“Colombo port is mainly a transhipment hub with 80% of throughput coming from transhipment,” Wickramasinghe told delegates at the TOC Asia conference held as part of the Singapore Maritime Week 2016.
“In 2013-14, Colombo port’s throughput grew by 15%. In 2014-15 volumes were up by 6% and this year we expect a 10% increase,” he said. In 2015, the port moved around 5.1m teu.
The Sri Lanka Ports Authority (SLPA) is currently looking to grow its container handling volumes by developing the East Terminal, which is scheduled to come on stream by April 2017.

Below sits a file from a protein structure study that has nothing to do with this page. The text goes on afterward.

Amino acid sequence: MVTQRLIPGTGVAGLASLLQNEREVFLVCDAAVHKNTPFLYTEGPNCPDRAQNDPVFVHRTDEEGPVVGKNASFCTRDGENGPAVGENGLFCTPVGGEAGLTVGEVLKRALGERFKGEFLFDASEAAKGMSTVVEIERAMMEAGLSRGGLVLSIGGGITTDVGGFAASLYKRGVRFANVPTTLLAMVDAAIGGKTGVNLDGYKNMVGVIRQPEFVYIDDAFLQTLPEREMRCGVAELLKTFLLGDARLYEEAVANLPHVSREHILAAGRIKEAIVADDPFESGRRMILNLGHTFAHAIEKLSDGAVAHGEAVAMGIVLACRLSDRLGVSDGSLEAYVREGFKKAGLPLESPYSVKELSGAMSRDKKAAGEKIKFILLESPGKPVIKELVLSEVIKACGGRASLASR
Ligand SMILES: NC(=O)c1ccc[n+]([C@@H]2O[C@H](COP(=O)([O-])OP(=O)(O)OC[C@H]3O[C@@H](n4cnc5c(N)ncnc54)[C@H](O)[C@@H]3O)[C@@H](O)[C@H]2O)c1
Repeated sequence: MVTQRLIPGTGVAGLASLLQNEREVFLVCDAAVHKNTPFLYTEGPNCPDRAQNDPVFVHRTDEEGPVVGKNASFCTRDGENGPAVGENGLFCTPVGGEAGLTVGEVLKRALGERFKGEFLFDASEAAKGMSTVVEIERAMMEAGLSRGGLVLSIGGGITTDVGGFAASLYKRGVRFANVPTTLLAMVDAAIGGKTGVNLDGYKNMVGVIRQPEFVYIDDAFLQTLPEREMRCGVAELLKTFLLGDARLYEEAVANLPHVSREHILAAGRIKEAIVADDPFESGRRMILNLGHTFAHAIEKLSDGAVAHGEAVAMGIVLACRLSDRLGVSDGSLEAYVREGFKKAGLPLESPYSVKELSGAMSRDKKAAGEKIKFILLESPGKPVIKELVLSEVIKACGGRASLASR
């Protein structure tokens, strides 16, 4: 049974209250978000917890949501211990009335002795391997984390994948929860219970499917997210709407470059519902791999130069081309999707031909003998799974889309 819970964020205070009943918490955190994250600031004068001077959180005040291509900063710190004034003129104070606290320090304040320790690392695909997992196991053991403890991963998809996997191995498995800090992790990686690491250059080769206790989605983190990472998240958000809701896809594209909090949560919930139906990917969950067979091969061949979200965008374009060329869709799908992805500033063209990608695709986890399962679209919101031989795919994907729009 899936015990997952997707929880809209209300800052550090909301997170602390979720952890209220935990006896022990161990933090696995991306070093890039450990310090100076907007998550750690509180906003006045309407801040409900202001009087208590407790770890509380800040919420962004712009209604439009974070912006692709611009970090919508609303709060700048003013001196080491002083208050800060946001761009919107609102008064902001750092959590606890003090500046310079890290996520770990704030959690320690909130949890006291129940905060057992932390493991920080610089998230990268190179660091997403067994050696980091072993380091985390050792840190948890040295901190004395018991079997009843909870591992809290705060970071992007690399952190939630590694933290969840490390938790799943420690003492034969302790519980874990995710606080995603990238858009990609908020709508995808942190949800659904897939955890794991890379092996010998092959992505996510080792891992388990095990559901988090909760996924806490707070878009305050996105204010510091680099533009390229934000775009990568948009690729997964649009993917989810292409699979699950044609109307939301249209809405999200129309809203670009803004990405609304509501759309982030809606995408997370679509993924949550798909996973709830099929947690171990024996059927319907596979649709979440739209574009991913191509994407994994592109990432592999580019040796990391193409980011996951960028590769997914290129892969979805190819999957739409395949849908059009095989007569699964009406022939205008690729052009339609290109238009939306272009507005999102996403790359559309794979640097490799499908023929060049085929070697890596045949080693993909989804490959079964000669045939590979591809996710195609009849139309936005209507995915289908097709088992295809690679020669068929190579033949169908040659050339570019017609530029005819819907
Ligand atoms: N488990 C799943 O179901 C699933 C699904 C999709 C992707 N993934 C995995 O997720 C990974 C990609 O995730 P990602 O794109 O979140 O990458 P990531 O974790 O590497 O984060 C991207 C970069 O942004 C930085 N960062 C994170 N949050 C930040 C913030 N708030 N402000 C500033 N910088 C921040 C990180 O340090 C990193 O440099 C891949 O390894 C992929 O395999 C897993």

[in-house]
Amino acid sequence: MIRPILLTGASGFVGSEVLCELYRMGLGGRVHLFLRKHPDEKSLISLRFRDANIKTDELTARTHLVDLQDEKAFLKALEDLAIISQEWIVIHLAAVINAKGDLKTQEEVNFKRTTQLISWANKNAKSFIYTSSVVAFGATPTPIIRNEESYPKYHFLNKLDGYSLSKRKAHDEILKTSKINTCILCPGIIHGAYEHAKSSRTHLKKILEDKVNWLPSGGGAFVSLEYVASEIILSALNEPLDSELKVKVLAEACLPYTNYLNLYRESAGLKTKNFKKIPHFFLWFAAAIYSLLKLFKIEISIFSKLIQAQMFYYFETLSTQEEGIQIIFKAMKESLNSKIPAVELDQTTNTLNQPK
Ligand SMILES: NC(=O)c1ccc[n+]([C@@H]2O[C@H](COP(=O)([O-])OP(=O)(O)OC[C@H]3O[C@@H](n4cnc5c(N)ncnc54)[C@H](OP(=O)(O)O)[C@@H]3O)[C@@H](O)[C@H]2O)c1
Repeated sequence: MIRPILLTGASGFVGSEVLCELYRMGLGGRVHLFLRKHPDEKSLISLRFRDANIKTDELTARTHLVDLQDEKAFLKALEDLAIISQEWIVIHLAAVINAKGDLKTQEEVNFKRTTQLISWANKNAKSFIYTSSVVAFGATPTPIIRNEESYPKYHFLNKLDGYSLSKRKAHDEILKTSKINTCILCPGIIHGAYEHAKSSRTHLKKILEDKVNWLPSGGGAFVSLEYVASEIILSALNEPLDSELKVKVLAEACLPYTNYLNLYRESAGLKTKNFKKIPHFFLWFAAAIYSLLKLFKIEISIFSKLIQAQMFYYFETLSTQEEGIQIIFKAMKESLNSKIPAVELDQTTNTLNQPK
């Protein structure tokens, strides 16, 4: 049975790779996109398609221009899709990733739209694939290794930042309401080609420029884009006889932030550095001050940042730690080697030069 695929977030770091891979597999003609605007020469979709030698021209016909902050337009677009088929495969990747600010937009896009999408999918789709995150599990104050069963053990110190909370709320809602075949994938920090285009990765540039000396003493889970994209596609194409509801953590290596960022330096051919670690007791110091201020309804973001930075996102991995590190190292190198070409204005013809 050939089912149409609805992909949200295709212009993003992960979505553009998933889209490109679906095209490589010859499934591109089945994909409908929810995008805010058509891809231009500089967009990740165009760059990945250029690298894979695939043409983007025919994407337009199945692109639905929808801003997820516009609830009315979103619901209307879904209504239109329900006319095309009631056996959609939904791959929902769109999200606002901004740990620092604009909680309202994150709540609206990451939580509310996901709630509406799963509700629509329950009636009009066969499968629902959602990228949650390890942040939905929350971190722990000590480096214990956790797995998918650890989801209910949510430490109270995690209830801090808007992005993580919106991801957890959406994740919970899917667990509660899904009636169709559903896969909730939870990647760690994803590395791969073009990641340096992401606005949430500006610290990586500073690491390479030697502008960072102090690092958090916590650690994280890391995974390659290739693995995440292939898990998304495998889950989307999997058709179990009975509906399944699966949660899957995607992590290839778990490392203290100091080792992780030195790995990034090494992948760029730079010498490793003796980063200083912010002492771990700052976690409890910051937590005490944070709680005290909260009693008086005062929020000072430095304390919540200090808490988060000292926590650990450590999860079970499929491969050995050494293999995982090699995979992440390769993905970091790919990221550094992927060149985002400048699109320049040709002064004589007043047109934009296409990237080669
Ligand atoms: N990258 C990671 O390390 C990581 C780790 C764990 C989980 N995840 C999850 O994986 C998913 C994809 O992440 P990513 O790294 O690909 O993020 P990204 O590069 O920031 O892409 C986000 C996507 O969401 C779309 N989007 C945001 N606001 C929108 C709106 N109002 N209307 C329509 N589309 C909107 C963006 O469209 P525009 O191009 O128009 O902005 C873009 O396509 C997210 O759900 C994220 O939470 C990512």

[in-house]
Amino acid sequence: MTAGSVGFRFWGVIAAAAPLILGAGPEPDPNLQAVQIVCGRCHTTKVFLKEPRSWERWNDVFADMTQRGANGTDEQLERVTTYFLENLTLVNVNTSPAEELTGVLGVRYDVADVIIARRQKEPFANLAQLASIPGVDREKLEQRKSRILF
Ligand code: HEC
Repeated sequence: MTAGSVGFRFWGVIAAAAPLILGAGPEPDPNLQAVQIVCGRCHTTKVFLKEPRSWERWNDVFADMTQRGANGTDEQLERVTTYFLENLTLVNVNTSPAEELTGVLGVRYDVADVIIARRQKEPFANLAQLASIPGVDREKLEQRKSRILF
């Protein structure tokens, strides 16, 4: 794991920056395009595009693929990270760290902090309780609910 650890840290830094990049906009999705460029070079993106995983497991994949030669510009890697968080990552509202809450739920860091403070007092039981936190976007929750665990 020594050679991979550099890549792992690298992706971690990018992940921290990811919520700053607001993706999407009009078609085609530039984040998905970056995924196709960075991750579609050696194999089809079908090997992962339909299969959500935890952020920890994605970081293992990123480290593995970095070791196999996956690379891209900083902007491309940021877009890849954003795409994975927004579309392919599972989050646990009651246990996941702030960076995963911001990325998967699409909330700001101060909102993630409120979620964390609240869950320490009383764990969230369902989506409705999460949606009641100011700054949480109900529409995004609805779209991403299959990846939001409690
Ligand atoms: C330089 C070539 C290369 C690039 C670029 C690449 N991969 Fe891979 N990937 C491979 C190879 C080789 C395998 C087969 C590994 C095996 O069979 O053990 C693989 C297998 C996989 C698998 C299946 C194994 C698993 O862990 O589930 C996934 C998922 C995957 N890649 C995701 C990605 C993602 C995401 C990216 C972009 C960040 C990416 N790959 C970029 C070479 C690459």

According to Asian Development Bank, which supported the port upgrade project with a $300m loan, made a bold projection that Colombo port will handle 10m teu by 2020.
While box throughput is on the rise, Wickramasinghe raised concerns over the increasing size of containerships, going as big as 18,000 teu that would put pressure on port infrastructure in catering to these mega-ships.
“From the terminal operator perspective, there is a huge impact from these mega-ships. Every shipping line wants the same weekly berthing window during the week, and that is the biggest worry on our part,” he said.
The deepwater port of Colombo has allowed it to accommodate 18,000-teu containerships, contributing to its climbing throughput but at the same time giving rise to issues of adequately allocating berthing slots.